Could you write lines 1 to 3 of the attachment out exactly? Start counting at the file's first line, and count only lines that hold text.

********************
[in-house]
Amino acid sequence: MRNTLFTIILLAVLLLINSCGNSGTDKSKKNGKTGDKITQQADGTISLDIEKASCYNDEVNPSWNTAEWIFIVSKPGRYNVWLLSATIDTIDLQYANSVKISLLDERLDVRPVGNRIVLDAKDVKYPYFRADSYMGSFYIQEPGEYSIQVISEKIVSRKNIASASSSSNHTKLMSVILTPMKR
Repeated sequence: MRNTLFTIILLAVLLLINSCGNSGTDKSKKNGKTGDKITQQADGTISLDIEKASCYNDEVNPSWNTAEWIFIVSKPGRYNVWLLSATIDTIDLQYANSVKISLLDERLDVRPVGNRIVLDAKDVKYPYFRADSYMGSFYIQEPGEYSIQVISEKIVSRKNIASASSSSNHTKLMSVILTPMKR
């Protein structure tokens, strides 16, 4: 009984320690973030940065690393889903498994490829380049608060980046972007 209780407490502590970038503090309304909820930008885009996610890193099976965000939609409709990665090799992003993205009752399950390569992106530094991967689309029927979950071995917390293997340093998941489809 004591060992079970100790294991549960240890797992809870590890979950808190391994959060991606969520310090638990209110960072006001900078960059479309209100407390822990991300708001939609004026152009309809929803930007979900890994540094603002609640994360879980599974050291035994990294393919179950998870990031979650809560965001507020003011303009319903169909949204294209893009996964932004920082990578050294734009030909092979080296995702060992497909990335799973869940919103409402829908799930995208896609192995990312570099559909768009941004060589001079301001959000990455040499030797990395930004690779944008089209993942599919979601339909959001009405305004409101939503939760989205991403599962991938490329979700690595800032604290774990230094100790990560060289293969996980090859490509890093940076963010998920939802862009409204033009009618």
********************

[in-house]
Amino acid sequence: MRNTLFTIILLAVLLLINSCGNSGTDKSKKNGKTGDKITQQADGTISLDIEKASCYNDEVNPSWNTAEWIFIVSKPGRYNVWLLSATIDTIDLQYANSVKISLLDERLDVRPVGNRIVLDAKDVKYPYFRADSYMGSFYIQEPGEYSIQVISEKIVSRKNIASASSSSNHTKLMSVILTPMKR
Repeated sequence: MRNTLFTIILLAVLLLINSCGNSGTDKSKKNGKTGDKITQQADGTISLDIEKASCYNDEVNPSWNTAEWIFIVSKPGRYNVWLLSATIDTIDLQYANSVKISLLDERLDVRPVGNRIVLDAKDVKYPYFRADSYMGSFYIQEPGEYSIQVISEKIVSRKNIASASSSSNHTKLMSVILTPMKR